It didn’t take long before I had to mow grass on the side of the dam (and other levies).  The side of the dam has a very sharp incline, so while mowing grass on the side of the dam you sat more on the side of the tractor seat than on the seat itself.  Heavy weights were put on the front of the tractor and the back tires on the tractor were turned around so that they were farther apart than they would be otherwise.  This gave the tractor a lower, wider profile and a lower center of gravity helping to keep it from rolling over sideways down the slope.

Tractor Weights that fit on the front of the tractor

I had watched Jim, Larry, Ken and David mow grass along some very steep inclines the summer before without any tractors tumbling over, so I felt like it must be safe, even though looking at the tractors they still seemed a little “top heavy”.

The dam had a slope this steep but  much was taller

It was quite an eerie feeling the first time I actually mowed a slope this steep.  I experienced the same feeling as you have on a roller coaster when it hits the top of the hill and flings you down real fast when the tractor tire on the downhill side of the tractor rolls into a washed out spot on the dam causing the tractor to roll over just a little farther than you are used to.  It was definitely an adrenaline rush each time this happened, because it felt like the tractor was going to roll over.

That is when I remembered the story about the little engine that was trying to pull the train over the steep mountain, and he kept chanting, “I think I can, I think I can” over and over.  So, between each decade of the Rosary that I was saying while counting Hail Mary’s on my fingers, I added in an “I Think I can…” as an added prayer before the next “Our Father”.

The Little Power Plant Coal Train that Could

The Little Power Plant Coal Train that Could

In the time that I worked as a summer help we never turned over a tractor while mowing on a slope.  That isn’t to say that the tractors didn’t start to tip over.  It’s just that if you realize that the large back tractor tire has left the ground and is spinning freely, you could quickly turn the steering wheel downhill so that the tractor would turn downhill preventing it from rolling completely over.  The weight of the brush hog on the back helped to keep the tractor snug against the sloping dam.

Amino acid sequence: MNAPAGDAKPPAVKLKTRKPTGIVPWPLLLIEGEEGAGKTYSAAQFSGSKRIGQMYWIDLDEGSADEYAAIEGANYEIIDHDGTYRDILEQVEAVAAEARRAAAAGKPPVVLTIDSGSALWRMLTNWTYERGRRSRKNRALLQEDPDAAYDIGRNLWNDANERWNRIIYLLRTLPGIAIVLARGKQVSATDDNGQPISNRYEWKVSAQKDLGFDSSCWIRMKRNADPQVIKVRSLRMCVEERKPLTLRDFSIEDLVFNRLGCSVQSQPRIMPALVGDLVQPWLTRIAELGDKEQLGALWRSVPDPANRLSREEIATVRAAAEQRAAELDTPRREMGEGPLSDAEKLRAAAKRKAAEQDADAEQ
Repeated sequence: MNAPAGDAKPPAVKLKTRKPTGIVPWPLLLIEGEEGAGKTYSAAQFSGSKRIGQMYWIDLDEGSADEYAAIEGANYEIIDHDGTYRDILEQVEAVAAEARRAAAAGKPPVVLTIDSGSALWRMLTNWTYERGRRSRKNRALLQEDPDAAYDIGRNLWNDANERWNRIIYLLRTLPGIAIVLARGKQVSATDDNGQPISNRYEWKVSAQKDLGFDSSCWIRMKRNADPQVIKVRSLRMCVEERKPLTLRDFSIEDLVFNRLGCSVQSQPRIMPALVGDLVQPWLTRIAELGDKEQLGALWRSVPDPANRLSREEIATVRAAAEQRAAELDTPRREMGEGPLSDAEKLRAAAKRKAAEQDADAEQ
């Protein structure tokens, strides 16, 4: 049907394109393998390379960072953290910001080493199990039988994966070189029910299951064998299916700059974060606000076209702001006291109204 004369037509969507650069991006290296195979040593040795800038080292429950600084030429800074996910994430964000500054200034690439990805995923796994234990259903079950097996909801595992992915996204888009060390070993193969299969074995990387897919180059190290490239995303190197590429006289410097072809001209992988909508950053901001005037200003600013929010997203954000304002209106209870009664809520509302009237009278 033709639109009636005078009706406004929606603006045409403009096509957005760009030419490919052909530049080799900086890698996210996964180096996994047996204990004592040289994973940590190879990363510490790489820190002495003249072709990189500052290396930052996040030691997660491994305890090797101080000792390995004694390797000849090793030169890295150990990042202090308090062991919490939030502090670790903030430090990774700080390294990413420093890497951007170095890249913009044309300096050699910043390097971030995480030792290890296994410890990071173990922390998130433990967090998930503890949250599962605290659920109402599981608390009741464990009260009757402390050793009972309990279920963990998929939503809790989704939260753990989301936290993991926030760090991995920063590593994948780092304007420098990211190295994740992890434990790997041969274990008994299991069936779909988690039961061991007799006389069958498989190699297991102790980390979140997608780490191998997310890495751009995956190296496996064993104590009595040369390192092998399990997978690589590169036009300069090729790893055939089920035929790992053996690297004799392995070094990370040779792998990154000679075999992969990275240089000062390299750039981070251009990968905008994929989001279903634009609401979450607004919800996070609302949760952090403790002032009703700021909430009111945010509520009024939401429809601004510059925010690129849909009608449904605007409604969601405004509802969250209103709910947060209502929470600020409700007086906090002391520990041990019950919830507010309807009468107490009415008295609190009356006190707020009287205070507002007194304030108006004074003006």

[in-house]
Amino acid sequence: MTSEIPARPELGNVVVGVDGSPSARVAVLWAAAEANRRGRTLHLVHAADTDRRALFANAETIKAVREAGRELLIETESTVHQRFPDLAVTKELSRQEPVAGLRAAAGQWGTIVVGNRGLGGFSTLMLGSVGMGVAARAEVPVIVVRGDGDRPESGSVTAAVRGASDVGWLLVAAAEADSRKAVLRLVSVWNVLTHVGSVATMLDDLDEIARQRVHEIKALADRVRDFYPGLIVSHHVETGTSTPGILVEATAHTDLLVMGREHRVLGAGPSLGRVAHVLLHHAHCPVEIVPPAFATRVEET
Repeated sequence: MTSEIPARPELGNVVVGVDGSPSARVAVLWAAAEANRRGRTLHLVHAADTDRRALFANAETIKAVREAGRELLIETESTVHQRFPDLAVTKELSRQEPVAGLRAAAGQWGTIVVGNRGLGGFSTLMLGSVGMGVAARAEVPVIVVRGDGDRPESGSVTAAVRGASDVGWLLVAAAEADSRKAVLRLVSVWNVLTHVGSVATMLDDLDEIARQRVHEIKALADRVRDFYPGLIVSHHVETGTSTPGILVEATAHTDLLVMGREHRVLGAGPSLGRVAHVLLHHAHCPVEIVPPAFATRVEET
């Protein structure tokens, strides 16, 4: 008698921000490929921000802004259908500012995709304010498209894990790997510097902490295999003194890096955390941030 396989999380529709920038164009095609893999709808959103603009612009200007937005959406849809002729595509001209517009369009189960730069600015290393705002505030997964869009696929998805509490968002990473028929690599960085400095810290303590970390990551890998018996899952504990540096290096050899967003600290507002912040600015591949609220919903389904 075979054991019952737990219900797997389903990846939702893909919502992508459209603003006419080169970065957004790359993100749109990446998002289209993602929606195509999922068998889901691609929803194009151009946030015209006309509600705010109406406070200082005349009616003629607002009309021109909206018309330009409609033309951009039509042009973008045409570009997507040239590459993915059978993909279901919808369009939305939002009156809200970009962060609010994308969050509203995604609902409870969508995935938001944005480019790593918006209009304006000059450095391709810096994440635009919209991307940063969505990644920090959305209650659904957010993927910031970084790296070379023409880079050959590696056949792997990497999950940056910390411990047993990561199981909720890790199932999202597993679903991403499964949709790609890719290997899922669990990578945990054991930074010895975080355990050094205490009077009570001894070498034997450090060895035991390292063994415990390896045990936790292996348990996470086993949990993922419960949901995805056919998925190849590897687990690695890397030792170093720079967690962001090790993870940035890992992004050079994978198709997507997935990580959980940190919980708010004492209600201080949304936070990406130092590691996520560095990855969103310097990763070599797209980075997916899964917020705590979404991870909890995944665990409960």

Years later, after I left the Power Plant, in 2006, my father’s best friend, Tom Houghton, a Veterinarian in Lakeland, Florida was killed in a tractor accident at his family’s farm in Polo, Missouri.  This greatly effected my father.  He has not recovered from the loss of his friend still today.  As I was mowing grass and picturing my sudden demise if a tractor were to roll down the hill, my main concern was the sorrow my family would have felt by my death.  Needless to say… I never toppled a tractor.

It was during that same summer in 1981 that I first worked with the Power Plant Icon Walt Oswalt.  Every plant must have at least one person like Walt.  He is the type of person that once he has something in his mind about how to do something, nothing is going to change it.  I know many different stories about Walt Oswalt that have been shared with me, but this is one of my own.  Walt is a sandy-haired Irish-looking man that always reminded me of the little old man, Jackie Wright, on the Benny Hill Show.

Walt reminded me of Jackie Wright only with more hair

I now have an actual picture of Walt that I found laying around….

Walt Oswalt

Walt Oswalt — See the resemblence?  not much more hair

One Saturday while I had caught a ride to the Power Plant to do “coal cleanup” the crew was asked who would like to wash down belts 10 and 11.  These are the 1/2 mile long belts that go from the coalyard all the way up to the plant.  You can see them on the left side of the picture of the plant on the side of this post.  Finding the opportunity for a challenge, I volunteered.

I made my way up to the top of the Transfer tower where I found Walt Oswalt.  He was working out of the coalyard at the time and was helping us wash down 10 and 11 belt.  Wearing rainsuits and rubber boots we began at the top and worked our way down.  It didn’t look like this belt had been washed down for a while.  We could blast the tin enclosure with the high pressure hoses we were using to completely wash off all the coal dust that had built up over time.  This looked like it was going to be a fun job.